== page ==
Fêting Filion

For more than 50 years, Quebec’s Yves Filion has been one of the legends of the game. This summer he will be inducted into the Canadian Horse Racing Hall of Fame.

by Paul Delean

He’s not chatty or chummy, doesn’t blow his own horn and keeps his emotions under wraps.

Quebec-based horseman Yves Filion is all business, and for more than 50 years, business has been good.

As a driver, he’s won more than 4,300 races, including the 1988 North America Cup with his millionaire pacer Runnymede Lobell. As a trainer and breeder, he’s developed the likes of 2001 Breeders Crown victor Goliath Bayama and Topaz Blue Chip, champion two-year-old pacing filly in Canada in 1992.

Filion’s results and consistency have not gone unnoticed. This year, he’ll join his famous brother Hervé in the Canadian Horse Racing Hall of Fame.

“I’m very proud,” said Filion, 69, eighth in a line of sulky-driving brothers from a single family from Angers, QC.

He started driving at 17 and still does, as well as overseeing a
30-horse training and breeding operation, Bayama Farm, on 200 acres north of Montreal. It was up to 135 horses at one time, but he downsized when the Quebec racing circuit where his homebred horses excelled began to founder a decade ago.

“I’ll keep going as long as I can,” he said. “I’m in perfect shape and I love what I do. Whenever a horse you raise can beat the best, that’s something.”

Friends, family and colleagues say the hall-of-fame selection is well deserved.

“He’s an ironman in this business, a good driver and a really hard worker. He trains, drives, breeds, operates a farm. It’s an incredible amount of work,” said now-retired horseman Benoit Côté, a Hall of Famer himself.

He lined up against Filion for years on the Quebec circuit and remembers it was “never easy to race against him, because he did his job very well. He’s a very competitive person. And yet I don’t remember us ever having an argument. He’s a quiet guy, never makes a show of things, and it’s one of the reasons I had so much respect for him.”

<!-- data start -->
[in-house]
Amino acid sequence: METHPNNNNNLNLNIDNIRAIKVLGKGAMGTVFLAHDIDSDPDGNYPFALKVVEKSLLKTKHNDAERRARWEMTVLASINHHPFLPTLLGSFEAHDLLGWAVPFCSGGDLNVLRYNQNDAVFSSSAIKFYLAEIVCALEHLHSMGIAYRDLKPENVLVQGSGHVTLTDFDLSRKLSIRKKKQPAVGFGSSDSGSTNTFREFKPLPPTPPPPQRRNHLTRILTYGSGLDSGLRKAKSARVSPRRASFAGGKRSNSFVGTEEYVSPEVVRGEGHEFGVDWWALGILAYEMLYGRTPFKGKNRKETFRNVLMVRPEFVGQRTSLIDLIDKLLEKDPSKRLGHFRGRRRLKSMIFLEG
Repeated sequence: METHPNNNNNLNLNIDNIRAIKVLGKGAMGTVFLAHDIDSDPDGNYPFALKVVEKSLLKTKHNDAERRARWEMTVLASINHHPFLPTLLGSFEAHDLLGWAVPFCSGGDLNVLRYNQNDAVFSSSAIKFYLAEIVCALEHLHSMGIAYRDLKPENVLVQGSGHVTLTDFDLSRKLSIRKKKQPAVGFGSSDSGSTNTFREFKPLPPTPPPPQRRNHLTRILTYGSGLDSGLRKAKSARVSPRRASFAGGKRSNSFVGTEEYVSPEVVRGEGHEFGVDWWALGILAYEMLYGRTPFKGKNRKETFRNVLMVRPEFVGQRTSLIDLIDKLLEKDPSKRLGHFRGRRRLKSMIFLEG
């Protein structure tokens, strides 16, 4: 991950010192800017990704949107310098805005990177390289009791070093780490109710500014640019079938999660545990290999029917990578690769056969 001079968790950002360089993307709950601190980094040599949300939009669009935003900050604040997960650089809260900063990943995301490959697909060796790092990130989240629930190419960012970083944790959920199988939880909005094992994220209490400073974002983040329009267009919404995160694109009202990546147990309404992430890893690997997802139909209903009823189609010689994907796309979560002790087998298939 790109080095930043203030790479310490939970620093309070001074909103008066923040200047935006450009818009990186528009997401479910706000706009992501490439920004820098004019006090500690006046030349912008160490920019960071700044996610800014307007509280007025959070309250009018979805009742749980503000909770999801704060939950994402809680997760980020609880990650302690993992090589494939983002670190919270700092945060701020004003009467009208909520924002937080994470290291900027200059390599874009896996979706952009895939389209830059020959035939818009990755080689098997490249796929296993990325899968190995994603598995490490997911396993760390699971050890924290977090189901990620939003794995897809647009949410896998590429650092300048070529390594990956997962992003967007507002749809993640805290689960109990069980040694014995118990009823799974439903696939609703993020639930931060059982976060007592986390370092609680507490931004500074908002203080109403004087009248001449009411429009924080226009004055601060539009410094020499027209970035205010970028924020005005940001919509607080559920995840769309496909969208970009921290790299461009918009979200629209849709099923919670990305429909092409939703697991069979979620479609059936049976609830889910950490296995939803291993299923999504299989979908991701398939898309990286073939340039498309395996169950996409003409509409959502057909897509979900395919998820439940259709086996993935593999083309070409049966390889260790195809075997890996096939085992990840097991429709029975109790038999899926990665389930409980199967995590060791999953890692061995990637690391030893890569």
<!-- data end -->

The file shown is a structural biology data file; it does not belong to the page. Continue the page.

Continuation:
Ontario trainer Luc Blais, whose recent successes include millionaire trotter Intimidate, worked at Filion’s farm as both a groom and assistant trainer for several years.

“It was my university. With that many horses, you see everything, and he was the teacher,” said Blais. “Yves is a details guy, and what you learn in this business is that details matter. That’s why he’s been successful. He doesn’t show up 30 seconds before he has to drive. He’ll be there earlier, checking everything. He’s a competitor, not a salesman, demanding but very passionate about what he’s doing. It’s never been a job for him; it’s a lifestyle. Watching someone like that is how you learn. And his curiosity about horses is infinite.”

Blais said a race that, to him, illustrates Filion’s excellence as a horseman is the 2001 Confederation Cup at Flamboro Downs, won by Filion’s Ring Of Life at odds of 23-1 over a field that included Bettors Delight.

“He wasn’t the best horse in that race but he was 100 per cent and some of the others weren’t. The way Yves managed him, he was ready. He brought out the best in him.”